How do you research and maintain the part of the site where you debunk fake celebrity photos?

With the common sense that I wish more people had in today's social media society. There are too many fake photos and fake news going viral. People need to think before they share or retweet. The photos I've debunked on my site are photos I often see in my feeds, and they often get lots of attention, since people want to believe. When I see something that doesn't seem right or [seems] too good to be true, I try to find the non-Photoshopped original, or try to find the source of the photo to debunk the incorrect caption. It's usually not that hard.

How much time does the website take, and how do you fit it into your schedule?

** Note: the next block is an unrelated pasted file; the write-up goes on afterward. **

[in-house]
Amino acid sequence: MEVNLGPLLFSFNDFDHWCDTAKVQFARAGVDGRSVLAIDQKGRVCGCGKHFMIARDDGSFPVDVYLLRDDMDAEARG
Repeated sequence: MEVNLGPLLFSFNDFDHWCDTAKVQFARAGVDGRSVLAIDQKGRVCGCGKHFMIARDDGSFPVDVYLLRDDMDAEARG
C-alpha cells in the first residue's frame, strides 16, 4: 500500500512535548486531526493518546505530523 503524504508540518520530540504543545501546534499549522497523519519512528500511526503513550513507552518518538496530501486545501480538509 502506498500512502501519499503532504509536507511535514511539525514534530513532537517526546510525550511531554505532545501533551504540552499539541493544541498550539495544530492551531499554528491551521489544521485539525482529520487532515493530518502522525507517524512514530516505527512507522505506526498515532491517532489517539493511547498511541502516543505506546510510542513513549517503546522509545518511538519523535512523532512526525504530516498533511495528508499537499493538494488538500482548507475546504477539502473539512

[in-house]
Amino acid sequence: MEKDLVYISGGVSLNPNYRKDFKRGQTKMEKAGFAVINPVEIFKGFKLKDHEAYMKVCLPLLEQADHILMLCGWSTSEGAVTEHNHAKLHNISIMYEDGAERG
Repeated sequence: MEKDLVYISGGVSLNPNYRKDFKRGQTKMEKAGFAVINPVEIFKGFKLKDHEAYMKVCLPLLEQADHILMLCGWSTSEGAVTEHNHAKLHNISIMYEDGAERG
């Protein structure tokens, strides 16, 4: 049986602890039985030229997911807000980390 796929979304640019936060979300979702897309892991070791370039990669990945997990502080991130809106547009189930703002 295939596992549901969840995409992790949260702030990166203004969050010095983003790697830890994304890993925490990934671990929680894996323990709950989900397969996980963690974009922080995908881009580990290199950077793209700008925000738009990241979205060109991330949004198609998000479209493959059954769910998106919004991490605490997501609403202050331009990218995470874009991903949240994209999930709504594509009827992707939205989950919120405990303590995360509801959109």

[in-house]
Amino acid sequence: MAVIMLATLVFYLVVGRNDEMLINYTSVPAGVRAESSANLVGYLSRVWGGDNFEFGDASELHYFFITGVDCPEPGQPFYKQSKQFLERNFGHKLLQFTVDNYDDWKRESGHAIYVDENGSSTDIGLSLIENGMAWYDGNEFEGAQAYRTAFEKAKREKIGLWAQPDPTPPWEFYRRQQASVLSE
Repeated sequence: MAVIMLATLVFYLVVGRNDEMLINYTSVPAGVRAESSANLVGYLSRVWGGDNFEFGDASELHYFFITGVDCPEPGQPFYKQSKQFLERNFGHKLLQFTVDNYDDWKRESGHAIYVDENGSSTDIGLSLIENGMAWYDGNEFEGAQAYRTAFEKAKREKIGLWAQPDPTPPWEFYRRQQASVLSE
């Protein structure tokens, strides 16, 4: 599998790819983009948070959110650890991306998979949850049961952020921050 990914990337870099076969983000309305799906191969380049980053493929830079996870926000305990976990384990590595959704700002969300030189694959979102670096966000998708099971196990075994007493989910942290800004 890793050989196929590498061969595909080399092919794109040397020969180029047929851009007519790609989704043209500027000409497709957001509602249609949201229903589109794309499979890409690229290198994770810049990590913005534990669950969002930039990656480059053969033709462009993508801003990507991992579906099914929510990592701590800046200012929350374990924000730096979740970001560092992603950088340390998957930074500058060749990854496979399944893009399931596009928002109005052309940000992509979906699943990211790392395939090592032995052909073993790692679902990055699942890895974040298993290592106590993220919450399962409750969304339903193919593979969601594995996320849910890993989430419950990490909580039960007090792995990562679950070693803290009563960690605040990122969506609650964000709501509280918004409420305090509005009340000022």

I work at a smaller company making ads for newspapers and magazines, therefore I don't have as much time as I did before. But the site is my baby and my longest living web project, so I try to put in at least one hour a day, and since I live in a very, very small village in Sweden, I don’t have that much else to do.

I don't really have a daily process. I just look for photos and post them when I find them.

Carrie Fisher.
Photo: This is Not Porn

How do you decide what celebrities to feature? Are they based on personal interest? Follower interest?

I try to keep a wide range so there will be something for everybody. Mostly it's people I like or just find interesting, but there are a few exceptions. I have a rule to not post photos from after 2000, but I've broken that a few times. I grew up in the late ‘80s, early ‘90s, so photos from that era are extra nostalgic and fun to me. Anything from movies like Ghostbusters, Star Wars, and Indiana Jones has a special place in my heart. Sometimes I ask my followers what specific celebrities they want to see, and then I go pic-hunting based on their replies.

Which celebrities get the most engagement from followers?

The sad thing is that the most engagement and interest to my site comes when someone dies.